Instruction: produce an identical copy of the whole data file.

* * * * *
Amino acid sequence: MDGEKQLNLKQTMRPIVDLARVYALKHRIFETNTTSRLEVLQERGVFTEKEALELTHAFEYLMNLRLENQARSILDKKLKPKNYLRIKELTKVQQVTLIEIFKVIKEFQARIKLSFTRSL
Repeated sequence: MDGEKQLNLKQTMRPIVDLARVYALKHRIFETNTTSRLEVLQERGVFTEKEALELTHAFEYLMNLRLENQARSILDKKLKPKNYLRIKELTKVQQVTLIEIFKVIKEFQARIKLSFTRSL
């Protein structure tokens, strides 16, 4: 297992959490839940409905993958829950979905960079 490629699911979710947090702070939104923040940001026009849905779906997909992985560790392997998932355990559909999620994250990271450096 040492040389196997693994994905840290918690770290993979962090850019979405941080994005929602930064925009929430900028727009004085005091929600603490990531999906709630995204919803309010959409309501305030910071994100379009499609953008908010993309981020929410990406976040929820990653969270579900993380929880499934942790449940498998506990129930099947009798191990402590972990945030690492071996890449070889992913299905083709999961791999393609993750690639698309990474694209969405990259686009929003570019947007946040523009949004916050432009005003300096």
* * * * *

Amino acid sequence: MDGEKQLNLKQTMRPIVDLARVYALKHRIFETNTTSRLEVLQERGVFTEKEALELTHAFEYLMNLRLENQARSILDKKLKPKNYLRIKELTKVQQVTLIEIFKVIKEFQARIKLSFTRSL
Repeated sequence: MDGEKQLNLKQTMRPIVDLARVYALKHRIFETNTTSRLEVLQERGVFTEKEALELTHAFEYLMNLRLENQARSILDKKLKPKNYLRIKELTKVQQVTLIEIFKVIKEFQARIKLSFTRSL
């Protein structure tokens, strides 16, 4: 297992959490839940409905993958829950979905960079 490629699911979710947090702070939104923040940001026009849905779906997909992985560790392997998932355990559909999620994250990271450096 040492040389196997693994994905840290918690770290993979962090850019979405941080994005929602930064925009929430900028727009004085005091929600603490990531999906709630995204919803309010959409309501305030910071994100379009499609953008908010993309981020929410990406976040929820990653969270579900993380929880499934942790449940498998506990129930099947009798191990402590972990945030690492071996890449070889992913299905083709999961791999393609993750690639698309990474694209969405990259686009929003570019947007946040523009949004916050432009005003300096």